Mechanical & plant engineering

Characteristics and particularities
Industry insight

The mechanical and plant engineering sector occupies a key economic position as the largest industrial employer, pre-eminent export industry and driver of innovation. Given that the demand for capital goods is increasingly cyclic and purchase decisions are made at ever shorter notice, quality and innovative drive have become insufficient for companies to survive on the global marketplace. Many mechanical and plant engineering companies are responding to the immense costs and the declining predictability of potential orders by increasing productivity and capacitive flexibility. In many cases they are developing new business fields and occupying product niches, which is leading to additional requirements that need to be managed efficiently. For the companies in this industry especially, the challenges and opportunities of Industry 4.0 and digitisation will dominate the next few years. Besides initiating changes within product technology, it will be imperative to introduce state-of-the-art equipment in production and logistics in order to exploit these fresh opportunities.

Challenges to
ensure competitiveness

Specific framework conditions and special challenges that are characteristic of the mechanical and plant engineering industries:

  • Progressive globalisation of production and the value chains
  • Development of cost advantages through new procurement channels (global sourcing)
  • Consistent SCM strategies and processes: Distribution, production, logistics, procurement, order fulfilment
  • Introduction of flexible production and value chains through lean methods, e.g. by introducing one-piece flow
  • Reduction in throughput times and adherence to obligatory delivery schedules
  • Increase in procurement volume through reduction of in-house value added, thus enhancing the significance of procurement and supply chain management
  • Adaptation and implementation of Industry 4.0 solutions and trends; reduction in product complexity through modular structures
  • Delayed variant development through clear postponement strategies
  • Expansion of services in a sustainably successful business field; establishment of independent spare parts logistics with high availability and optimised inventories

ebp-consulting
Selected consulting focuses

  • Optimisation of procurement networks (global sourcing)
  • Optimisation of purchasing processes and introduction of supplier relationship management
  • Total landed cost optimisation
  • Supplier relationship management
  • Lean production and lean logistics
  • Industry 4.0 approaches in assembly and logistics
  • Intralogistics according to the line back principle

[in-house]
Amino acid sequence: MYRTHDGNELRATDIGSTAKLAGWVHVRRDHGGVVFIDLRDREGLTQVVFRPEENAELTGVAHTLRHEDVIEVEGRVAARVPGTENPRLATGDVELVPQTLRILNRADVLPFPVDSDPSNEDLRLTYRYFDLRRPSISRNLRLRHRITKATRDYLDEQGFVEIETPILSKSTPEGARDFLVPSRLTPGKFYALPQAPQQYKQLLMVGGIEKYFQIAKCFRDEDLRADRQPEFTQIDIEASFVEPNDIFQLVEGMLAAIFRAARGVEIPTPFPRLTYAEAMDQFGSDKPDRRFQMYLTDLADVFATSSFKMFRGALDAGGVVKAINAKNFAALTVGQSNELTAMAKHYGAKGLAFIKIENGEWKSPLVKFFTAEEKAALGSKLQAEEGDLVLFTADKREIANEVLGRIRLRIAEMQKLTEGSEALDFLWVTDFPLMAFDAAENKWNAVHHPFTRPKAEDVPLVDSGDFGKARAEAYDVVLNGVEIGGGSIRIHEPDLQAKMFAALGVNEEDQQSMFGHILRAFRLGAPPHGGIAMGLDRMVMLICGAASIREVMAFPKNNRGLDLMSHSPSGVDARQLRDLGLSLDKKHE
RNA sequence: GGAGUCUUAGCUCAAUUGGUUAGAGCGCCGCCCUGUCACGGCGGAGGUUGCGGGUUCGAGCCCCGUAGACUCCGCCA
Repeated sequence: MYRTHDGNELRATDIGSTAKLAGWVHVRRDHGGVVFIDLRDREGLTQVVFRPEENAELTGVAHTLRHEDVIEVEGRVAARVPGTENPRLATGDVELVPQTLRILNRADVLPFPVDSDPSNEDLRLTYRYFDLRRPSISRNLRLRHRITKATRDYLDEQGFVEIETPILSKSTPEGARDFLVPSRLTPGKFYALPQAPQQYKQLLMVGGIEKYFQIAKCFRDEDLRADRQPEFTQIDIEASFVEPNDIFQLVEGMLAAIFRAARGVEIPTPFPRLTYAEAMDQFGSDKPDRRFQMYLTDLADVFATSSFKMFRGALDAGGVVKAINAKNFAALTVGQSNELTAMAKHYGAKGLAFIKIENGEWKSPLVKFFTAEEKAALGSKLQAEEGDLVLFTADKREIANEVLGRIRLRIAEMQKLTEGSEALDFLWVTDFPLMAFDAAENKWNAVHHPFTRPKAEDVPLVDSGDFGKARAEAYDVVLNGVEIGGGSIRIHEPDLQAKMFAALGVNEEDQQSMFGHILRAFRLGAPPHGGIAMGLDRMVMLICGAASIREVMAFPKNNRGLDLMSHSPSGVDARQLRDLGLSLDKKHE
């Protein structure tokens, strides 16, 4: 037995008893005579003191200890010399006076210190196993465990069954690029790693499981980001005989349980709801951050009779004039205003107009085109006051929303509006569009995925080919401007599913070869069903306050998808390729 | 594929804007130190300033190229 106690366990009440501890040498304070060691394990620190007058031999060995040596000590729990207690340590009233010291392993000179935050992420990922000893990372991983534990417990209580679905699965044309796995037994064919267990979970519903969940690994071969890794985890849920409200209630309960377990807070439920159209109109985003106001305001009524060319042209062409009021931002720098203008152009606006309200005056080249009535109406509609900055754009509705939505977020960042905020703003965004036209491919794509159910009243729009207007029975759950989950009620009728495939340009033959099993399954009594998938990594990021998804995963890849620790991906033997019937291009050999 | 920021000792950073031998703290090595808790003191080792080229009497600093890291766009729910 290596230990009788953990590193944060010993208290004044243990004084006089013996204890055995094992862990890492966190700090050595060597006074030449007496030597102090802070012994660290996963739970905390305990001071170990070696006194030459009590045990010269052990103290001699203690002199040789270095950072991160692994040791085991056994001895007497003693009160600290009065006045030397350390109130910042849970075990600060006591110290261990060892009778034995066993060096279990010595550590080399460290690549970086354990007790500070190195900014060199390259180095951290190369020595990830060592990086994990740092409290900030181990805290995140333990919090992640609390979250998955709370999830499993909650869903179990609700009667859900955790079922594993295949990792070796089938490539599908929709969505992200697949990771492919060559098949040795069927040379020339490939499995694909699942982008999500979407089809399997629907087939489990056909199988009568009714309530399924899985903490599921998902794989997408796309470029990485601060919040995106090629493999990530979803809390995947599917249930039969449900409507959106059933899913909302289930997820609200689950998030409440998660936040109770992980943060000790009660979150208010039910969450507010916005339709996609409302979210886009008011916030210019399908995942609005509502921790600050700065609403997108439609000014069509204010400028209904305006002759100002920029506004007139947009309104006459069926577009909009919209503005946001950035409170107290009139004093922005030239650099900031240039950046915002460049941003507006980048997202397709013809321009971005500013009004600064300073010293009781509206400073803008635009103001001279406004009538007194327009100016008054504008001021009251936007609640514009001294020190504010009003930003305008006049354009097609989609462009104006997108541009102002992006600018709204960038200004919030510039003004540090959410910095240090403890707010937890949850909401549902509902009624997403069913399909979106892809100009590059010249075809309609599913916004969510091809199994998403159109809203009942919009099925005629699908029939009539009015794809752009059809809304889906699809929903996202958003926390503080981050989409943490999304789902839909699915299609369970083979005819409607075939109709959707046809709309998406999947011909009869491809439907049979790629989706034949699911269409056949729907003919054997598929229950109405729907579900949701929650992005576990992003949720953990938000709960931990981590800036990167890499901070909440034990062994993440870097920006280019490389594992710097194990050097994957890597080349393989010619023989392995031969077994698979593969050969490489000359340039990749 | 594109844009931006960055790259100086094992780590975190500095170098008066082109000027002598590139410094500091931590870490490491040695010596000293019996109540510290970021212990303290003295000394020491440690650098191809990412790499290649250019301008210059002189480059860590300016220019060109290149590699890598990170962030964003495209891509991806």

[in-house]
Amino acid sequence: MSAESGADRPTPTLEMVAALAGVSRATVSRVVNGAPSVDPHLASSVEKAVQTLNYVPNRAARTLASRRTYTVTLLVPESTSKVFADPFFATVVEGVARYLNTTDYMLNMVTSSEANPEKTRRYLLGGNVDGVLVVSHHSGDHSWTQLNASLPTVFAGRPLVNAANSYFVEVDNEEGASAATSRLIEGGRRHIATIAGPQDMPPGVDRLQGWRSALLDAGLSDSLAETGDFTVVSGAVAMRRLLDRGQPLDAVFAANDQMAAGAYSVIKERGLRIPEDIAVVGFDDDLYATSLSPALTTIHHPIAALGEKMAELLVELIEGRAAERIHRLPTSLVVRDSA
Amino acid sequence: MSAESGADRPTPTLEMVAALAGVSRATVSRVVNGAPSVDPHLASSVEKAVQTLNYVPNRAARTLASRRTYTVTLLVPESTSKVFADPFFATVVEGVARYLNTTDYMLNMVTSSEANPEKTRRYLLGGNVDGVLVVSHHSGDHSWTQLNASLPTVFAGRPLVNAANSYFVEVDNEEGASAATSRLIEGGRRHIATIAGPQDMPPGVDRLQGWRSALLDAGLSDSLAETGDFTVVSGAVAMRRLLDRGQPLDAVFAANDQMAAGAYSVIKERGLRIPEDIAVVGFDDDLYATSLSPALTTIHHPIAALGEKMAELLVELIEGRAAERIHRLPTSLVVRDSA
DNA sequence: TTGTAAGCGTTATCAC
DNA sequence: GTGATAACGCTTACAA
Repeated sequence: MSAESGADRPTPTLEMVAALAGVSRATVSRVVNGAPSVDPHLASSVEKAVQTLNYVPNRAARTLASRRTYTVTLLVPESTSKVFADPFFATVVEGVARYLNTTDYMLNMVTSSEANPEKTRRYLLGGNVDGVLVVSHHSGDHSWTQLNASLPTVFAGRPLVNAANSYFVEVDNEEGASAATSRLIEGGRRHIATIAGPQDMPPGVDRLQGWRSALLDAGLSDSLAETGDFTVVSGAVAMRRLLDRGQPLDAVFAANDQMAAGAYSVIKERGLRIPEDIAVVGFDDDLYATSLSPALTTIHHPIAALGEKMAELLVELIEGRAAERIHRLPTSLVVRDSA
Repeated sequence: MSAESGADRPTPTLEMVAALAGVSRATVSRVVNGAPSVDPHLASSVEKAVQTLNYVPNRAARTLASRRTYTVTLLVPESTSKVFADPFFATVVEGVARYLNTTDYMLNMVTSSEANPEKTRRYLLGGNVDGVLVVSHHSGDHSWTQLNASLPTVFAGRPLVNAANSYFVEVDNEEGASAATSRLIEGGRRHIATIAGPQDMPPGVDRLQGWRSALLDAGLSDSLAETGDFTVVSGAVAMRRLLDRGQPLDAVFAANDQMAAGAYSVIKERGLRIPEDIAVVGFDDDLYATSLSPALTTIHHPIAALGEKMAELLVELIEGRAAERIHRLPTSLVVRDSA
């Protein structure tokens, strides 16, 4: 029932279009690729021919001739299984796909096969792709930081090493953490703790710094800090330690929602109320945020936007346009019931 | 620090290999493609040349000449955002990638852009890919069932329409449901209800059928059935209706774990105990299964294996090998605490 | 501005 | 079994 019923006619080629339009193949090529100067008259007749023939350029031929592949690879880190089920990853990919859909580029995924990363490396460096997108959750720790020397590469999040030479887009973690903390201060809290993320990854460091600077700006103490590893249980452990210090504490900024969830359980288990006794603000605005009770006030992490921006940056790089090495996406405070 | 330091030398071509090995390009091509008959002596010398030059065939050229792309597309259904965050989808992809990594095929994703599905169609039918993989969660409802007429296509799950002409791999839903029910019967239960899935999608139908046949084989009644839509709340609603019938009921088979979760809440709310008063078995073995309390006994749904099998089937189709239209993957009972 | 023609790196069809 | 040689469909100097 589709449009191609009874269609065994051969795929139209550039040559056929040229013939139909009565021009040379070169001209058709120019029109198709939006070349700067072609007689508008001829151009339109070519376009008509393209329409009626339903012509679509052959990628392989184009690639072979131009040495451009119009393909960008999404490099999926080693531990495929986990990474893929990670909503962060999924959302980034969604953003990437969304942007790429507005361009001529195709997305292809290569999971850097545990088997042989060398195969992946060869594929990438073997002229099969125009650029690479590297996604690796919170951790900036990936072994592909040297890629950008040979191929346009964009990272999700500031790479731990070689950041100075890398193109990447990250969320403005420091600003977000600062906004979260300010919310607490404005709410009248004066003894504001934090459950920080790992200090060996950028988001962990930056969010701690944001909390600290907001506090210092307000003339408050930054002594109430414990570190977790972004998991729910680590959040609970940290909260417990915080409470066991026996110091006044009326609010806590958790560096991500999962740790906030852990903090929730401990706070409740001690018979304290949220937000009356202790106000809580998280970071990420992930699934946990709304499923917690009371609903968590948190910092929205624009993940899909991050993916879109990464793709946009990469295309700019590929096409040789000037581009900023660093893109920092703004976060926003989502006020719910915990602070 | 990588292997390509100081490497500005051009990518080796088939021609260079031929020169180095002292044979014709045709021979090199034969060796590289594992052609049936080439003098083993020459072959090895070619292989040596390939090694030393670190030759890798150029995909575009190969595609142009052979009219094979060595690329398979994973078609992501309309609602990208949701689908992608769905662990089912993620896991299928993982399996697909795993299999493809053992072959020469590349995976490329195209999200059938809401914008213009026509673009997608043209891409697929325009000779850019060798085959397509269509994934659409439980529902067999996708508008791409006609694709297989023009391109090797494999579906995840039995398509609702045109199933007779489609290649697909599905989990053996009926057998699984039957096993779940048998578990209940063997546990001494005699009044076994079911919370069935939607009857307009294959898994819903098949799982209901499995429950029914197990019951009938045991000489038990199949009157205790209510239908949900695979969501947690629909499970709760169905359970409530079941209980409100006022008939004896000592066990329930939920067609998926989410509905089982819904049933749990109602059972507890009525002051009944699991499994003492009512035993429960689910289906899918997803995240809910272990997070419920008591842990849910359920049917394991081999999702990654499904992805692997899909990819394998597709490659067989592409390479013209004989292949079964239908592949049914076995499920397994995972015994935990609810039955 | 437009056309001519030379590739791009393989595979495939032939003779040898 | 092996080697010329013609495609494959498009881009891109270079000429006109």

• Logistics centres for production supply
  • Order picking zones and supermarkets concepts
  • In-house transport concepts using tugger trains or automated guided vehicles (AGV)
  • Material flow concepts for production locations
  • Expansion of plant structures
  • Line-side presentation concepts for assembly and manufacturing areas
  • Implementation of one-piece flow in production
  • Outsourcing of logistics, tenders for service providers
  • Inventory optimisation using big data analytics tools
  • Optimisation of production planning and control, MES and ERP IT applications
  • After-sales services, spare part fulfilment in warehouse management and distribution

Project examples
Customer benefits through industry expertise

A selection from our extensive range of products.

Factory planning and logistics reorganisation at two locations for an agricultural machinery manufacturer:

  • Medium-term plant structure planning (five-year horizon) with due consideration of strong volume growth and a distinct seasonal focus of customer orders for one German and French location, respectively.
  • Optimisation of material flows and the entire logistics, with the objective of achieving optimal utilisation of available spaces and warehouse facilities.
  • Introduction of flexibility to pre-assembly and the corresponding line-side presentation processes, as well as supplier interface with JiT delivery models.

Optimisation of material overheads for an international technology group:

  • Analysis of processes and organisation structures to identify reduction potential for global material overheads.
  • Analysis of the part spectrum and introduction of a suitable approach to classify articles in ABC/XYZ/UVW article categories. Development of suitable concepts for the scaling of scheduling parameters with the objective of reducing inventory costs.
  • Centralisation of processes and definition of new responsibilities for logistics and purchasing.

Optimisation of spare parts service for a manufacturer of large forming machinery:

  • Optimisation of the manufacturing and logistics processes for service parts to expand services for proprietary parts and increase the supply service level.
  • Recommendation for the development of future logistics structures and the organisational definition of process ownership.
  • Identification and transfer of requirements from the service business to production planning and control, as well as the ERP and APS System.